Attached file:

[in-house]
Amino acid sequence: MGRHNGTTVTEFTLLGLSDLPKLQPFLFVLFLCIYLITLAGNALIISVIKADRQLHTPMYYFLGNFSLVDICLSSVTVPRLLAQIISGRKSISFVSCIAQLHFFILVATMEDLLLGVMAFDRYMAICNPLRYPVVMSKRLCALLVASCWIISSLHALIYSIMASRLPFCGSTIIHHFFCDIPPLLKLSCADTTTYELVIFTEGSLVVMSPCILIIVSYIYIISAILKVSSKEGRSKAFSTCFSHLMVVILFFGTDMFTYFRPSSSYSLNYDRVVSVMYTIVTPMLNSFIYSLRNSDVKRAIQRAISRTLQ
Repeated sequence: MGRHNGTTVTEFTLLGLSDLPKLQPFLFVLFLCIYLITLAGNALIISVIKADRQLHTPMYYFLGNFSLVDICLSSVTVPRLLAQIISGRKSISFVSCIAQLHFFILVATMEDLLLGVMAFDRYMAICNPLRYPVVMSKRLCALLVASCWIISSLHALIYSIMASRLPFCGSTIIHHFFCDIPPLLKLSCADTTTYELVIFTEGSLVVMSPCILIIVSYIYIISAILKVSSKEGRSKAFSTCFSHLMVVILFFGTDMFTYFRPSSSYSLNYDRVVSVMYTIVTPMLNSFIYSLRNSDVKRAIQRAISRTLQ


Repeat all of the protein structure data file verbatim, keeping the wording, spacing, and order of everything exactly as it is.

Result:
[in-house]
Amino acid sequence: MGRHNGTTVTEFTLLGLSDLPKLQPFLFVLFLCIYLITLAGNALIISVIKADRQLHTPMYYFLGNFSLVDICLSSVTVPRLLAQIISGRKSISFVSCIAQLHFFILVATMEDLLLGVMAFDRYMAICNPLRYPVVMSKRLCALLVASCWIISSLHALIYSIMASRLPFCGSTIIHHFFCDIPPLLKLSCADTTTYELVIFTEGSLVVMSPCILIIVSYIYIISAILKVSSKEGRSKAFSTCFSHLMVVILFFGTDMFTYFRPSSSYSLNYDRVVSVMYTIVTPMLNSFIYSLRNSDVKRAIQRAISRTLQ
Repeated sequence: MGRHNGTTVTEFTLLGLSDLPKLQPFLFVLFLCIYLITLAGNALIISVIKADRQLHTPMYYFLGNFSLVDICLSSVTVPRLLAQIISGRKSISFVSCIAQLHFFILVATMEDLLLGVMAFDRYMAICNPLRYPVVMSKRLCALLVASCWIISSLHALIYSIMASRLPFCGSTIIHHFFCDIPPLLKLSCADTTTYELVIFTEGSLVVMSPCILIIVSYIYIISAILKVSSKEGRSKAFSTCFSHLMVVILFFGTDMFTYFRPSSSYSLNYDRVVSVMYTIVTPMLNSFIYSLRNSDVKRAIQRAISRTLQ